Rangdum is a tiny village with few small houses, a guest house, a restaurant and a monastery 6KM away. This monastery is the place of worship, the kids school, satellite phone booth and a small army post. They say Rangdum is usually under the snow most of the months, up to 4 feet at times. As Anand points out, there were hardly any youngsters, mainly there were old, kids and women. The population of this place hardly crossed 50 people. In the tourist season, tourists would outnumber the locals.
It was getting dark and cold when we reached Rangdum. The AMS was showing up as we reached the guest house, we could hardly walk few steps without resting, unpacking the luggage from the bike was a long shot. The caretaker’s 14 year old kid gave us two of the three rooms there, Another biker in the third room. By the time, we put the luggage and started for the restaurant, I was feeling dizzy and was blabbering, begging to Sanjoy to get me to the restaurant asap. The hot soupy noodles at the restaurant and a diamox tablet made me feel much better. By night, Lijo and Anand started having severe headaches.
At about 2 in the morning, we heard loud knocking noises at the guest house main door. We tried ignoring it for sometime. It was almost freezing, no one was interested in getting out of the bed. I hoped Lijo or Anand, in the other room would get it. After about 20 mins of continous knocking, Lijo finally opened it. I went to see the moron who woke us up. Two truckers wanted to sleep in our rooms as it was freezing winds outside but we couldn’t risk letting the strangers inside our room, so we asked them to take shelter outside the room, in the varandah. Fortunately they had sleeping bags and were gone by morning.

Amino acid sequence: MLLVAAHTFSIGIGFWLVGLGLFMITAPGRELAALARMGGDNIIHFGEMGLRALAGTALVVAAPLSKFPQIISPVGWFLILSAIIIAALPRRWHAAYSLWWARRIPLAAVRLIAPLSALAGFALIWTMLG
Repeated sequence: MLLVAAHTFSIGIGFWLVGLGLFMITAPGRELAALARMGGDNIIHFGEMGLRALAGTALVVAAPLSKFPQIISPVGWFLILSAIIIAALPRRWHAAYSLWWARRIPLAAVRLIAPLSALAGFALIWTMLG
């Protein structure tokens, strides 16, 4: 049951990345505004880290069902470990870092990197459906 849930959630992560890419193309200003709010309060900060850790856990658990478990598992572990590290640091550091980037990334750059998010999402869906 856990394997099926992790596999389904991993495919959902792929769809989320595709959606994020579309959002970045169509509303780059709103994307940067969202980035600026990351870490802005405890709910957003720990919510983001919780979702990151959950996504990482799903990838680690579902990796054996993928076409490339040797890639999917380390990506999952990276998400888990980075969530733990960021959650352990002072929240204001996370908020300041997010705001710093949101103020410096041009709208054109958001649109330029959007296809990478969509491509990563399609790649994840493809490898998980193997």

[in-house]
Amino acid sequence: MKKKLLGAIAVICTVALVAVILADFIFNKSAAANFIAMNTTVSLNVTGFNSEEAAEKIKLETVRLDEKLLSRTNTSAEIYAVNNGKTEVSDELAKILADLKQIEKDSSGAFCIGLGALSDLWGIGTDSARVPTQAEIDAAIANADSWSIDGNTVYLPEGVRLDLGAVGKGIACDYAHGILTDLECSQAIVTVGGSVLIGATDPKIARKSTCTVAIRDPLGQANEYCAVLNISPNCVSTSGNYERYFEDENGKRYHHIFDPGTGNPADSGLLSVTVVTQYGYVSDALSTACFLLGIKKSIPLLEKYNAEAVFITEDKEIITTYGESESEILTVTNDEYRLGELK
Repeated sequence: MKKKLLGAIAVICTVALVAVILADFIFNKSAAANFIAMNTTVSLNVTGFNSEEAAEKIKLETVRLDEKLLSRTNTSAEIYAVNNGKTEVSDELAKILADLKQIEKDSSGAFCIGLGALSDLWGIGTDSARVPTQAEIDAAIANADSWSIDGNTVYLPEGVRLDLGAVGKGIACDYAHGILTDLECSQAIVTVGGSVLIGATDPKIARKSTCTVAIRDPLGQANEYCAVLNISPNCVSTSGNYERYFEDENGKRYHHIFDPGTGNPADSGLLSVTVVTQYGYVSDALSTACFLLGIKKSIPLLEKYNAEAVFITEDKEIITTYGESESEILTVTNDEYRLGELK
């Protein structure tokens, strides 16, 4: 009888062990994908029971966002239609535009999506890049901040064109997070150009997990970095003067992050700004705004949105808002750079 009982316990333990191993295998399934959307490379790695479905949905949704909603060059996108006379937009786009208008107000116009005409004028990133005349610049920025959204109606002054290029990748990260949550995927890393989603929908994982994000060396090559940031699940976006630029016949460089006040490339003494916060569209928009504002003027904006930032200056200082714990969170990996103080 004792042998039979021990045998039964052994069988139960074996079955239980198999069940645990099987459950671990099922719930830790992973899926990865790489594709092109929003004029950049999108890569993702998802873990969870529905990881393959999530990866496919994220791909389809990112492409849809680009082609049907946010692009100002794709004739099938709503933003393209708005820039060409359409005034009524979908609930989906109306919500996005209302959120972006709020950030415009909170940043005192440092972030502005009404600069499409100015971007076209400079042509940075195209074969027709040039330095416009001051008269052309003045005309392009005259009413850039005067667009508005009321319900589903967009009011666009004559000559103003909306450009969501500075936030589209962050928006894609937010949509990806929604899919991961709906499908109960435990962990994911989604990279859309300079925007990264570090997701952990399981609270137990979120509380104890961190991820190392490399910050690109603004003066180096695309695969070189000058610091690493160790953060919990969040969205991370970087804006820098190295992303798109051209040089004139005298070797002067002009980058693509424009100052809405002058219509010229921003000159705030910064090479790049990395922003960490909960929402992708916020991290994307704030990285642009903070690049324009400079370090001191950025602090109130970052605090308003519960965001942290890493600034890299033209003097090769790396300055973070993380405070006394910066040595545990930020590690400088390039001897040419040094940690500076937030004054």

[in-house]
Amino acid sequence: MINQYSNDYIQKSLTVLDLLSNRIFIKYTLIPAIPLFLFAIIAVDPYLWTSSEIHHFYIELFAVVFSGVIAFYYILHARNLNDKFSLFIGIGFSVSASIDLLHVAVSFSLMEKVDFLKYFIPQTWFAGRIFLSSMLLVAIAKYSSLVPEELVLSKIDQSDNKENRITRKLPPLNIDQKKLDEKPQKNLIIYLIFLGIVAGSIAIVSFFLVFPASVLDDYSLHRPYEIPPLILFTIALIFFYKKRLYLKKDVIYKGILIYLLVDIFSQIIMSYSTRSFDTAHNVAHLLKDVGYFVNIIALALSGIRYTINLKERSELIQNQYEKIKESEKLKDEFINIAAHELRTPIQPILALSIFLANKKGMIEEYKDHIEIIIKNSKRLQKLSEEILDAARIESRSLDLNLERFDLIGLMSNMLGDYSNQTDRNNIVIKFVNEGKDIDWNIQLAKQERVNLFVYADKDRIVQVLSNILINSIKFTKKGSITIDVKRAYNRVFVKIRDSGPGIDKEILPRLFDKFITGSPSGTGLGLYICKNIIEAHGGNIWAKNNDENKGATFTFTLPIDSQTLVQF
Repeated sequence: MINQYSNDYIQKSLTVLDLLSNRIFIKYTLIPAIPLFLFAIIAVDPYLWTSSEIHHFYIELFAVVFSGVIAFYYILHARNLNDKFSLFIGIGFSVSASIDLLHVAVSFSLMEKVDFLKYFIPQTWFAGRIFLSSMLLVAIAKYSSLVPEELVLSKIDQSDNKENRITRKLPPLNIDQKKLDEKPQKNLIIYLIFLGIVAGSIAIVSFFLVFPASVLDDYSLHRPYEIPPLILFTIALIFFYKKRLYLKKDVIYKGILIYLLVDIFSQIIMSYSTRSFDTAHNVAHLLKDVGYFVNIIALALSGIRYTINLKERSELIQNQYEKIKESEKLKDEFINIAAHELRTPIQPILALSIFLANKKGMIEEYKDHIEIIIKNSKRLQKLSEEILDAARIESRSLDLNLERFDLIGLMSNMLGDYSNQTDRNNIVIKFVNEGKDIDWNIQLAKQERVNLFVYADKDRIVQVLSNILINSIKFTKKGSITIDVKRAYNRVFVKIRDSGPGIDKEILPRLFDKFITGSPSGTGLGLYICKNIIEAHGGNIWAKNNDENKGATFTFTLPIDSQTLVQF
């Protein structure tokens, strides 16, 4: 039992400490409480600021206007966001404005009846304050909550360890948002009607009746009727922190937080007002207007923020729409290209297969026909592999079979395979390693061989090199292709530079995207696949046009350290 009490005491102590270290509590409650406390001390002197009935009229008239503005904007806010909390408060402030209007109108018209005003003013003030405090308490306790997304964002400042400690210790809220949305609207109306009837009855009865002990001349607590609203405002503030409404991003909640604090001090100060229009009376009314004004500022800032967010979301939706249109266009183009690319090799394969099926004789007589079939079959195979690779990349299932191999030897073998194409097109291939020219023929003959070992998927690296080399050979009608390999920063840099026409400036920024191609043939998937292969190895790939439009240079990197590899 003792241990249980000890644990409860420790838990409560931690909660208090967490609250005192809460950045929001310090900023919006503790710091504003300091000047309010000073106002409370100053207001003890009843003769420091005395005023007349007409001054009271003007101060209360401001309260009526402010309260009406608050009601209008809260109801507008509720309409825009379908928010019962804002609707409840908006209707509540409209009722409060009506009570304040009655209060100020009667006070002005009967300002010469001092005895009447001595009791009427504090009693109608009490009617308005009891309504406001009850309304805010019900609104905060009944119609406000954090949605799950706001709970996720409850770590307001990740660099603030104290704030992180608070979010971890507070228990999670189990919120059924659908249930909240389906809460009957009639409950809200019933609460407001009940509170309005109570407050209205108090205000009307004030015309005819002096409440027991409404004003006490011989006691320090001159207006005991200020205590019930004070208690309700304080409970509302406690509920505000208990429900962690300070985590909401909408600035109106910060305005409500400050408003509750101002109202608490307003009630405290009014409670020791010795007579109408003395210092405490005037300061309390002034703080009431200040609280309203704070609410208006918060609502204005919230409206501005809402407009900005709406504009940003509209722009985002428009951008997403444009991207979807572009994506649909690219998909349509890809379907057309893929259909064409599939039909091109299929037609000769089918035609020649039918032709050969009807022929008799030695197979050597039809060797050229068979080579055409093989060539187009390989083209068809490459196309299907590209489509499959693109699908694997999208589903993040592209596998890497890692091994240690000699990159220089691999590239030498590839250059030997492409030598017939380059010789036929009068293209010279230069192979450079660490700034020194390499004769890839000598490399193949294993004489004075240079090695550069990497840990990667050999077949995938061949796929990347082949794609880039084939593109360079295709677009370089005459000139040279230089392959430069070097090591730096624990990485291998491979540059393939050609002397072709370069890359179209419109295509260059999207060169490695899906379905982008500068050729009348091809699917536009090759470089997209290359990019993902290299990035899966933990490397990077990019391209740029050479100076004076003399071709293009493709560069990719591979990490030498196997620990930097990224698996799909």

Distance : 127KM
Night Stay : Rangdum, J&K
Room Rent : Rs 500/- (100 per head)
Sept. 6 – We went up to Darang Durung glacier which was en route to Padum and then come back to Rangdum to take the day off. The three rupee sattelite phone call at the Gompa was considerably cheap for a place in middle of nowhere. As for food, we had rice in the evening. You only get rice/roti if you order before hand.
Sept. 7 – Rode back to Kargil to stay at the same place. On our way, Anand had a minor accident caused by a car, nothing serious though. At Kargil, All of us fixed our bikes rattling noices and Sanjoy’s headlight which had come off.